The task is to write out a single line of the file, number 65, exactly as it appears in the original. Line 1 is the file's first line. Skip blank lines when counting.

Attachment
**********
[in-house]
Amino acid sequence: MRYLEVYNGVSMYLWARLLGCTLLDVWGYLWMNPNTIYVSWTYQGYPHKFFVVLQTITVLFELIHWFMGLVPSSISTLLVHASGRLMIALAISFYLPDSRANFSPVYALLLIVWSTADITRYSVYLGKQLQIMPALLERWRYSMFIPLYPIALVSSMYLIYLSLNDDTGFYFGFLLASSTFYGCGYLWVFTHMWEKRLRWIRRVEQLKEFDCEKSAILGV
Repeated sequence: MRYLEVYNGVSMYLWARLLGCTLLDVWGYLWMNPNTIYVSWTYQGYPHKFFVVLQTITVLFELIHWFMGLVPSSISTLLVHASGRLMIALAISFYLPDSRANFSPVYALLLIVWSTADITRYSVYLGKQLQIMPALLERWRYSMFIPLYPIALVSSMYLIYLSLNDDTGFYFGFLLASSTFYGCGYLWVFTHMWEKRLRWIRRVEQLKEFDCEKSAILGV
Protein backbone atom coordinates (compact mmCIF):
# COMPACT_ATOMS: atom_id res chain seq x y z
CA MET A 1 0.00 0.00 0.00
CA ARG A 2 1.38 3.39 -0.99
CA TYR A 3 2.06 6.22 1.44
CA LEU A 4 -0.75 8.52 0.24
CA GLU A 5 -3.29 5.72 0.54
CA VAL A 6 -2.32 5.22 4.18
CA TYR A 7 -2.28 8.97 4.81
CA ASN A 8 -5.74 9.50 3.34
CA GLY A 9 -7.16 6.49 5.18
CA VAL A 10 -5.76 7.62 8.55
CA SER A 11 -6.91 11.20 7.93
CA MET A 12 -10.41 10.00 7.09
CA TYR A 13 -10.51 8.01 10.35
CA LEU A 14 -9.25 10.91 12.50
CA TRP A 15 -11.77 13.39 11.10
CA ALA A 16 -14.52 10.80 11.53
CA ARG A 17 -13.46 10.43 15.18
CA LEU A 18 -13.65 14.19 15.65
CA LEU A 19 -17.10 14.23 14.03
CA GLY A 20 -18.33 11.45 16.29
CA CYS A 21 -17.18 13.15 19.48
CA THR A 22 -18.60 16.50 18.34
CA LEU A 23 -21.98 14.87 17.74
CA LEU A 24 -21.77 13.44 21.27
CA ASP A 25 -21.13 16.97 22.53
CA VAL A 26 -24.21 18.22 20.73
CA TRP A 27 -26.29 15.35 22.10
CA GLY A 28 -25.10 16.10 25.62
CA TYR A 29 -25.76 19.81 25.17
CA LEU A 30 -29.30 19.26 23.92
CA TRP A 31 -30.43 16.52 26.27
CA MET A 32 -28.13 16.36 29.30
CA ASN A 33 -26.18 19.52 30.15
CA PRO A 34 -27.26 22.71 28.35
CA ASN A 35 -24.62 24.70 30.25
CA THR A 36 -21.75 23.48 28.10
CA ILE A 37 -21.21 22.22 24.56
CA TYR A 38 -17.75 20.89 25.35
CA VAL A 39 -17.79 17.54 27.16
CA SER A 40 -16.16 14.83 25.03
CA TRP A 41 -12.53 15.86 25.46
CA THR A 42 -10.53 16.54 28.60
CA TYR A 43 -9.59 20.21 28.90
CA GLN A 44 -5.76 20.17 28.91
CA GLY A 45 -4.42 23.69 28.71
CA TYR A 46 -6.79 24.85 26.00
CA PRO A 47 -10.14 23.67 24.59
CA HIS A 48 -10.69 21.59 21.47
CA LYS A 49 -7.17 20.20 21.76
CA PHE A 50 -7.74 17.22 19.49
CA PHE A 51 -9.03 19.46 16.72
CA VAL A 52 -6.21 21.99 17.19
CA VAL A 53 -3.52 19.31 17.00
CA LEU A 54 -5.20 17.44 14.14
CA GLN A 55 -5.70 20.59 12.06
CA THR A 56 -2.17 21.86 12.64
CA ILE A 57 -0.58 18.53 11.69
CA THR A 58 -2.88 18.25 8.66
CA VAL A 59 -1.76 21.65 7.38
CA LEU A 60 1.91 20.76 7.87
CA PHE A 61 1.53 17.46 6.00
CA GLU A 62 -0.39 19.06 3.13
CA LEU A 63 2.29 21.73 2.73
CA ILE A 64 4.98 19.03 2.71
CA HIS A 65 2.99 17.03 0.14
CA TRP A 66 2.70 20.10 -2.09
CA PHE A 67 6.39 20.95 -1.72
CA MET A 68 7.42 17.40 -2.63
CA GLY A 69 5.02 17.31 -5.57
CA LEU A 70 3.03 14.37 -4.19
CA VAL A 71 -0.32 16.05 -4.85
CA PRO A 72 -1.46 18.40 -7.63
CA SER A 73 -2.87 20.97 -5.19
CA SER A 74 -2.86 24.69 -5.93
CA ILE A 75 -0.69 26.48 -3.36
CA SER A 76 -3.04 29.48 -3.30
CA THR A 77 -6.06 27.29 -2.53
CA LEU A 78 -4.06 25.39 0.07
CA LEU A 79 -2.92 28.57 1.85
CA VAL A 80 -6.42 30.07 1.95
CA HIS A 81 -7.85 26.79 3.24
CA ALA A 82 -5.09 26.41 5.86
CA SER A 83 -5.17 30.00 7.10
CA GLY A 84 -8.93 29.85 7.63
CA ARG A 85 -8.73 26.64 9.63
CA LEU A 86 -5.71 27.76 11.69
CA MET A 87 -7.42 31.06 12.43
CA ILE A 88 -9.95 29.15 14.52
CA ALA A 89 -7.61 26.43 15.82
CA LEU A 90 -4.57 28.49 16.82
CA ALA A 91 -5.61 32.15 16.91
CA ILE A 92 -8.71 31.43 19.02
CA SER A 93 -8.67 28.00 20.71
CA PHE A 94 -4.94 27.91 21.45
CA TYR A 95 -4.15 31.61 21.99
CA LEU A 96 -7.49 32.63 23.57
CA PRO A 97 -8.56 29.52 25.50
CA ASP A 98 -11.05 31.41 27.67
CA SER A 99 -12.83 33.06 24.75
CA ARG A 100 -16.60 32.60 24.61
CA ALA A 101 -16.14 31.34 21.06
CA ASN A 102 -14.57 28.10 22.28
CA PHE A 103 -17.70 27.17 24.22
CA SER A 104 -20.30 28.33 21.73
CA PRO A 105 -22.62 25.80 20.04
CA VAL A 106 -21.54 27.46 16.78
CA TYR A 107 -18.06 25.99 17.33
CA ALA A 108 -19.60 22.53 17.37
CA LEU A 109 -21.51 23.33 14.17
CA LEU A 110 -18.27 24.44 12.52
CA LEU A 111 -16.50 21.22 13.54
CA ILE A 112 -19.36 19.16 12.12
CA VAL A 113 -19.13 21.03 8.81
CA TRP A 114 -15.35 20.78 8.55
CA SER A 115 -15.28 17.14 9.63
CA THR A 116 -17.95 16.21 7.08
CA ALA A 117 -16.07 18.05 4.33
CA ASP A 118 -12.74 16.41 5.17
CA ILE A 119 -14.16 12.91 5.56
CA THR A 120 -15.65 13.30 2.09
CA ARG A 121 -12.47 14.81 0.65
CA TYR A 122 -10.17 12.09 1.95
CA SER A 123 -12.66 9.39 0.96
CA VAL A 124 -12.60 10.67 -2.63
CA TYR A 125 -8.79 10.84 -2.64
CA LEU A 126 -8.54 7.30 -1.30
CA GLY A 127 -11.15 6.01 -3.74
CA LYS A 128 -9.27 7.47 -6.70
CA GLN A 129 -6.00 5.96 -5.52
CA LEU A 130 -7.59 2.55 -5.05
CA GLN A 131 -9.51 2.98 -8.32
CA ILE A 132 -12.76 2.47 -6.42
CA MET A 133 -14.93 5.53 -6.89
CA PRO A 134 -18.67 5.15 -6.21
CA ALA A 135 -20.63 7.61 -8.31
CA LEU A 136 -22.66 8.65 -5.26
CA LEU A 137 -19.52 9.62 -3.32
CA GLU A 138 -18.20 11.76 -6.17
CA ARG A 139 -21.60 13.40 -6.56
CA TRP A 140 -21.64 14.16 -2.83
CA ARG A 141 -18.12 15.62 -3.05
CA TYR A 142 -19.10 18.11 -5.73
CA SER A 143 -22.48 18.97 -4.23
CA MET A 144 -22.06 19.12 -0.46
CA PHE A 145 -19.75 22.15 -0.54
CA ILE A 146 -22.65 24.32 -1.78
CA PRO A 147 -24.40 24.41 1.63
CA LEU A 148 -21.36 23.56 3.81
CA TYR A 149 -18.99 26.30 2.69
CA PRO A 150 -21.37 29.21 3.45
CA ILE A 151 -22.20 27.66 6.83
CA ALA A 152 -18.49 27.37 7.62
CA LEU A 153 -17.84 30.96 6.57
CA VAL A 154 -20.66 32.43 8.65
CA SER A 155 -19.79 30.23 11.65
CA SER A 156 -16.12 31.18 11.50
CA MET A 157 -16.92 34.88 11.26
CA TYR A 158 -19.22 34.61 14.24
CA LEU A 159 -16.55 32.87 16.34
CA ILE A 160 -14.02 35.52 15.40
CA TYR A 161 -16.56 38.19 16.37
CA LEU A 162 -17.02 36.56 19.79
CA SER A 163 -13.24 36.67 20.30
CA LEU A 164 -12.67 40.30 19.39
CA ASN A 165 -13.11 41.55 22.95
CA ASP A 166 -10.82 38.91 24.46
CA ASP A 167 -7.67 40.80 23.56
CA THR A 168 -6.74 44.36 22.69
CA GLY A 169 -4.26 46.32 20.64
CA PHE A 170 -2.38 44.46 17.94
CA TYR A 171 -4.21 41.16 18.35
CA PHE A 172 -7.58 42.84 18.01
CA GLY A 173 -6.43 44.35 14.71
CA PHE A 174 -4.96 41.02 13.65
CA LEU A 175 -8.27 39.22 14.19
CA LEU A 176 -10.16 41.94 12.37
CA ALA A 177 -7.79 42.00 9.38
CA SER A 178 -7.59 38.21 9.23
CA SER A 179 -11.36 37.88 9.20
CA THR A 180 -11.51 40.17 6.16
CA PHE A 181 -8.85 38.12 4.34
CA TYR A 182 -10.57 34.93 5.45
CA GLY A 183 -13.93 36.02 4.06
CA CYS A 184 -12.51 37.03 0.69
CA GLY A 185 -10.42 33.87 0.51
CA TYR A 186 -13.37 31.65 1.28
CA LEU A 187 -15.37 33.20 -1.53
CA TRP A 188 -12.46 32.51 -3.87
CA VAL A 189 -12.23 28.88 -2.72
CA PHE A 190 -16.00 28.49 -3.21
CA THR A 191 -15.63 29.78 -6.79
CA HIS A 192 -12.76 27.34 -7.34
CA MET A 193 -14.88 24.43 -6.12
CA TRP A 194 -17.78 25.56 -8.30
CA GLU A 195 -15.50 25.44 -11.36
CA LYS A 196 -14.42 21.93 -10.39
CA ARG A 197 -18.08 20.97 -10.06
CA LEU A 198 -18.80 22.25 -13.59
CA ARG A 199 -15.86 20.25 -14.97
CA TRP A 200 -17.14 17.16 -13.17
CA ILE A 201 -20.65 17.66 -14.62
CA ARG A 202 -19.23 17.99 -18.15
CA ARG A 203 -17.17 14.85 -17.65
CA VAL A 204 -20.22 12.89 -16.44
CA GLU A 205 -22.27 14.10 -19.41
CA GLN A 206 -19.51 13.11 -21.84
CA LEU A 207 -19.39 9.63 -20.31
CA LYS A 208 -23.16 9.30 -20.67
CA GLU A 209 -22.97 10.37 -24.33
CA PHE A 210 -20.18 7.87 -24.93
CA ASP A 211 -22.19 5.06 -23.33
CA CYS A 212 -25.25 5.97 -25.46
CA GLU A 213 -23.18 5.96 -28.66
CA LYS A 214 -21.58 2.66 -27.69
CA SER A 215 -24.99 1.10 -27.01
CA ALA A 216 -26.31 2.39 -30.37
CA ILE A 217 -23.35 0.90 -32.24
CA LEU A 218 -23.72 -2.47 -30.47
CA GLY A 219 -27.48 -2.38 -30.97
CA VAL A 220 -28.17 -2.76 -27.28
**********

CA LEU A 60 1.91 20.76 7.87